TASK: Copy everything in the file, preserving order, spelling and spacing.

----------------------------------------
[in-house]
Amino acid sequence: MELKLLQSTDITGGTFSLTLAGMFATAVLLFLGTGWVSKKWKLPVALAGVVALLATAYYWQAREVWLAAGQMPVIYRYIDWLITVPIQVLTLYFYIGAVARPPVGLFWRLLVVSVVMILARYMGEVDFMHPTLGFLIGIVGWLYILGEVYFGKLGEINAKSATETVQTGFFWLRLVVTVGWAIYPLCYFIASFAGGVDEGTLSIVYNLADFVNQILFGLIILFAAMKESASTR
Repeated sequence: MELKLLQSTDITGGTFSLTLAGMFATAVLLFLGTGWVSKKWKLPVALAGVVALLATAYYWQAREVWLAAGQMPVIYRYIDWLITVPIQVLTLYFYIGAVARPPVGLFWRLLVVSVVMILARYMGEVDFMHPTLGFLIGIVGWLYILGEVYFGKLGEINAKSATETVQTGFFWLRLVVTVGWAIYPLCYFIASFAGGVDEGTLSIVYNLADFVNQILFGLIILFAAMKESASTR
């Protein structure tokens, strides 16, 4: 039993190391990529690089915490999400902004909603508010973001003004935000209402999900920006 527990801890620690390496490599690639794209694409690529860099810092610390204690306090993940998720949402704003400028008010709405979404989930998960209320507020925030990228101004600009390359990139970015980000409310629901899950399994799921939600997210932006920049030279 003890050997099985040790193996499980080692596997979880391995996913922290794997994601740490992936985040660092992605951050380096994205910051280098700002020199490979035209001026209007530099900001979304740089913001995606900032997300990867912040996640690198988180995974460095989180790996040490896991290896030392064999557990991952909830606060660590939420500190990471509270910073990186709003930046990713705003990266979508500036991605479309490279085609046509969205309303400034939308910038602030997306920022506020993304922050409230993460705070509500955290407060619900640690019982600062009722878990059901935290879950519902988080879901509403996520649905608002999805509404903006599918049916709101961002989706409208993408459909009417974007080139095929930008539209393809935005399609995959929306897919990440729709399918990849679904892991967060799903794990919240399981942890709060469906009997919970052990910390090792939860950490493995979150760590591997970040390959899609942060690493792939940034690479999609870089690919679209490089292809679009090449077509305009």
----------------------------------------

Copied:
[in-house]
Amino acid sequence: MELKLLQSTDITGGTFSLTLAGMFATAVLLFLGTGWVSKKWKLPVALAGVVALLATAYYWQAREVWLAAGQMPVIYRYIDWLITVPIQVLTLYFYIGAVARPPVGLFWRLLVVSVVMILARYMGEVDFMHPTLGFLIGIVGWLYILGEVYFGKLGEINAKSATETVQTGFFWLRLVVTVGWAIYPLCYFIASFAGGVDEGTLSIVYNLADFVNQILFGLIILFAAMKESASTR
Repeated sequence: MELKLLQSTDITGGTFSLTLAGMFATAVLLFLGTGWVSKKWKLPVALAGVVALLATAYYWQAREVWLAAGQMPVIYRYIDWLITVPIQVLTLYFYIGAVARPPVGLFWRLLVVSVVMILARYMGEVDFMHPTLGFLIGIVGWLYILGEVYFGKLGEINAKSATETVQTGFFWLRLVVTVGWAIYPLCYFIASFAGGVDEGTLSIVYNLADFVNQILFGLIILFAAMKESASTR
């Protein structure tokens, strides 16, 4: 039993190391990529690089915490999400902004909603508010973001003004935000209402999900920006 527990801890620690390496490599690639794209694409690529860099810092610390204690306090993940998720949402704003400028008010709405979404989930998960209320507020925030990228101004600009390359990139970015980000409310629901899950399994799921939600997210932006920049030279 003890050997099985040790193996499980080692596997979880391995996913922290794997994601740490992936985040660092992605951050380096994205910051280098700002020199490979035209001026209007530099900001979304740089913001995606900032997300990867912040996640690198988180995974460095989180790996040490896991290896030392064999557990991952909830606060660590939420500190990471509270910073990186709003930046990713705003990266979508500036991605479309490279085609046509969205309303400034939308910038602030997306920022506020993304922050409230993460705070509500955290407060619900640690019982600062009722878990059901935290879950519902988080879901509403996520649905608002999805509404903006599918049916709101961002989706409208993408459909009417974007080139095929930008539209393809935005399609995959929306897919990440729709399918990849679904892991967060799903794990919240399981942890709060469906009997919970052990910390090792939860950490493995979150760590591997970040390959899609942060690493792939940034690479999609870089690919679209490089292809679009090449077509305009």